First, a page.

The Korea Herald (Kang Seok-jae, “KOREAS NEAR AGREEMENT ON MILITARY HOT LINE,” 12/06/00) reported that the ROK Defense Ministry said that the ROK and the DPRK on Tuesday neared an agreement on the establishment of a military hot line to help prevent accidental clashes within the Demilitarized Zone (DMZ) during the restoration of the inter-Korean railway and road links. It said that the two Koreas also reached a consensus on most other issues related to the project at the second round of working-level military talks at Panmunjom. It refused to reveal the final outcome of the talks, however, citing the DPRK’s opposition to the announcement. The two sides agreed to meet again on December 21 at the DPRK’s Tongilgak (Unification Pavilion) on the northern side of Panmunjom. Brigadier General Kim Kyoung-duck, deputy director-general of the ministry’s Arms Control Bureau, stated, “The talks, which lasted one and a half hours, were held in a sincere, businesslike manner. The two sides discussed overall military cooperation matters for the planned inter-Korean projects and made much progress.” Kim said that the delegations negotiated the details of their respective work schedules and safety issues for soldiers and civilian workers to be mobilized within the DMZ. He said that they discussed the establishment of the width and scope of their respective management zones in the DMZ, adding, “We also discussed in detail matters related to the establishment and operation of military facilities in each other’s administrative sections within the DMZ.” [Ed. note: This article was included in the US Department of Defense’s Early Bird news service for December 6.]

2. Korean War Massacre

The Korea Herald (Shin Yong-bae, “U.S. SAYS NOGUN-RI INCIDENT NOT ‘MASSACRE’,” 12/06/00) reported that an anonymous ROK government official said Tuesday that the US opposes including such words as “massacre” or “holocaust” in a joint statement on the Nogun-ri incident. The official stated, “U.S. investigators have a dislike for using the term ‘haksal’ (massacre) in the final announcement. The U.S. side seems to want to use the word ‘killings’ in the statement.” Deputy Assistant Army Secretary Patrick Henry led a US delegation to Seoul Wednesday that included senior US Defense Department officials like chief investigator Army General Michael Ackerman. [Ed. note: This article was included in the US Department of Defense’s Early Bird news service for December 6.]

3. US-ROK SOFA Talks

The Korea Times (Son Key-young, “KOREA, US REMAIN FAR APART ON KEY SOFA ISSUES,” 12/06/00) reported that an anonymous ROK Foreign Affairs-Trade Ministry official said Tuesday that the ROK and the US have managed to work out draft agreements on six pending issues of bilateral negotiations aimed at revising the Status of Forces Agreement (SOFA). However, he said that the two sides failed to agree on major issues. He stated, “It is still hard to forecast the prospects for the talks. We still believe that no deal is better than a bad deal.” With regard to the criminal jurisdiction issue, the two sides already worked out a joint draft, although there are still several issues to be resolved. [Ed. note: This article was included in the US Department of Defense’s Early Bird news service for December 6.]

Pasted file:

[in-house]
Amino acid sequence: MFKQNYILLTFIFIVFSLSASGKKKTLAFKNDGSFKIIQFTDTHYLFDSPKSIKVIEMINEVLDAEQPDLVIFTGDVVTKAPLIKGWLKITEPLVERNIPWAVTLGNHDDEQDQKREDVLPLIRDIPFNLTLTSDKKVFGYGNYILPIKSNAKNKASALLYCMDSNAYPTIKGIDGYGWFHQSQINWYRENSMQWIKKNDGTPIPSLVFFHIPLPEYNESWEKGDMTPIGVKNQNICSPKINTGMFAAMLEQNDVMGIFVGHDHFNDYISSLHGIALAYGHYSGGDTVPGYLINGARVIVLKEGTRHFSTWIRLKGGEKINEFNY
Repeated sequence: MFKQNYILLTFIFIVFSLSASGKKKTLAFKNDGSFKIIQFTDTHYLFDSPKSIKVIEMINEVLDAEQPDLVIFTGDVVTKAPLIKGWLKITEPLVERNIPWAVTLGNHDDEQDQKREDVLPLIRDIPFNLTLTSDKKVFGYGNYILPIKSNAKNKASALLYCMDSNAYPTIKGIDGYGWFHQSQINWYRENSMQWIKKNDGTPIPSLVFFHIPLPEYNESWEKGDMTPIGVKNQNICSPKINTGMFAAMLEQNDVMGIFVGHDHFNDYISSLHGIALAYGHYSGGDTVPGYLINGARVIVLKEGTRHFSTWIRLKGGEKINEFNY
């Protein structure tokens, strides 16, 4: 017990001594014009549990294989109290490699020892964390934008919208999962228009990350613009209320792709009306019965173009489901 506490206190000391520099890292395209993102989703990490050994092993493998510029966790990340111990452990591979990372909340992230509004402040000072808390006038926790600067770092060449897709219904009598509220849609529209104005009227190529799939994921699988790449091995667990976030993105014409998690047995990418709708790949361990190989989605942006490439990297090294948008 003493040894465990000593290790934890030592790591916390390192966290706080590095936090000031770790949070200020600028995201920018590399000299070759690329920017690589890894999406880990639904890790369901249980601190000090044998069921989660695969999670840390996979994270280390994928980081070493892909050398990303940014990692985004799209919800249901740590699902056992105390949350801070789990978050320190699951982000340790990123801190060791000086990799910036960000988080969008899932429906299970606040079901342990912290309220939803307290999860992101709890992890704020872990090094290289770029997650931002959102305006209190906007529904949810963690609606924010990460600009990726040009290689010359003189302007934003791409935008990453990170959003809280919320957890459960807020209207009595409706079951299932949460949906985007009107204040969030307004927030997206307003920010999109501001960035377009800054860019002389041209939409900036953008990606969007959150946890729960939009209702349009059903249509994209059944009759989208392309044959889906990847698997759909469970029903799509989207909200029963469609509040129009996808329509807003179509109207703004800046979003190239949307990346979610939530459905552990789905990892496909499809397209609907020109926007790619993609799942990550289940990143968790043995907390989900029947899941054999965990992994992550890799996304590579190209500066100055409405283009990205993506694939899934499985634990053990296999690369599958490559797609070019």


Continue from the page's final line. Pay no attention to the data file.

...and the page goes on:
III. Russian Federation

1. DPRK Leader’s Visit to RF

Nezavisimaya gazeta (“KIM JONG-IL WILL COME TO RUSSIA IN 2001,” Moscow, 1 12/2/00) reported that Leonid Moiseyev, Director, 1st Asia Department, RF Foreign Ministry, commenting on RF-DPRK deputy foreign minister level consultations going on in Moscow, said that DPRK leader Kim Jong-il’s visit to the RF “most probably” would take place in the first half of 2001.

2. RF View of Korean Reunification

Nezavisimaya gazeta (“KOREAN DIMENSION OF RUSSIA’S FOREING FOLICY,” Moscow, 3, 12/06/00) published an article by Andrey Fyodorov, Director of Political Programs, RF Council on Foreign and Defense Policies, who that thought the expected Korean re- unification would be a much more complex process than the German one and stressed its economic implications for RF: 1) “the unique capacities” of the proposed inter-Korean railway in terms of the RF transit role between the East Asia and Europe; 2) ROK participation in Kovytkino natural gas development; 3) RF interest in attraction of East Asian human resources to develop RF Far East and Siberia – “for us it would be more advantageous if the priority in that direction were to be given to Korea rather than China”; 4) “united Korea will become a most important economic center” in the Asia Pacific “because combination of the capacities of the South with all resources of the North can bring about “an economic miracle. Russia has got a chance to take an active enough part in the inevitable modernization of the industry of the North”; 5) “Korea re-unification process seems to be a weighty argument … to remove the myth of a missile threat on the part of DPRK” and it permit Moscow to talk to Washington about the problem of the ABM Treaty in a somewhat different plane.” In the author’s opinion, RF should not repeat here the mistake it committed as regards the Middle East peace process. Considering the above-said, “there are all necessary prerequisites for a fruitful visit by the President of the Russian Federation Vladimir Putin to Seoul to take place early next year.”